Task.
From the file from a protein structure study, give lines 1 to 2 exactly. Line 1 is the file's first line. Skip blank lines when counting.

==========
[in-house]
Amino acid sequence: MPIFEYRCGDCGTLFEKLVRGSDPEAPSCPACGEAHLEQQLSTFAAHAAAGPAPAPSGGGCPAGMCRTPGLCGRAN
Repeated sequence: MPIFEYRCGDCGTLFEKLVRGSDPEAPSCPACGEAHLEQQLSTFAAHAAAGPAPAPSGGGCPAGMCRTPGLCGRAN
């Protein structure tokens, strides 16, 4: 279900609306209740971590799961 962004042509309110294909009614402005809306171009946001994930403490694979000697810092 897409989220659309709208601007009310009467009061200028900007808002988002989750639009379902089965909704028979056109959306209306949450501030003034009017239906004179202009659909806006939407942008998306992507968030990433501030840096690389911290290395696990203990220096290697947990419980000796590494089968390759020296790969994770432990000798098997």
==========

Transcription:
[in-house]
Amino acid sequence: MPIFEYRCGDCGTLFEKLVRGSDPEAPSCPACGEAHLEQQLSTFAAHAAAGPAPAPSGGGCPAGMCRTPGLCGRAN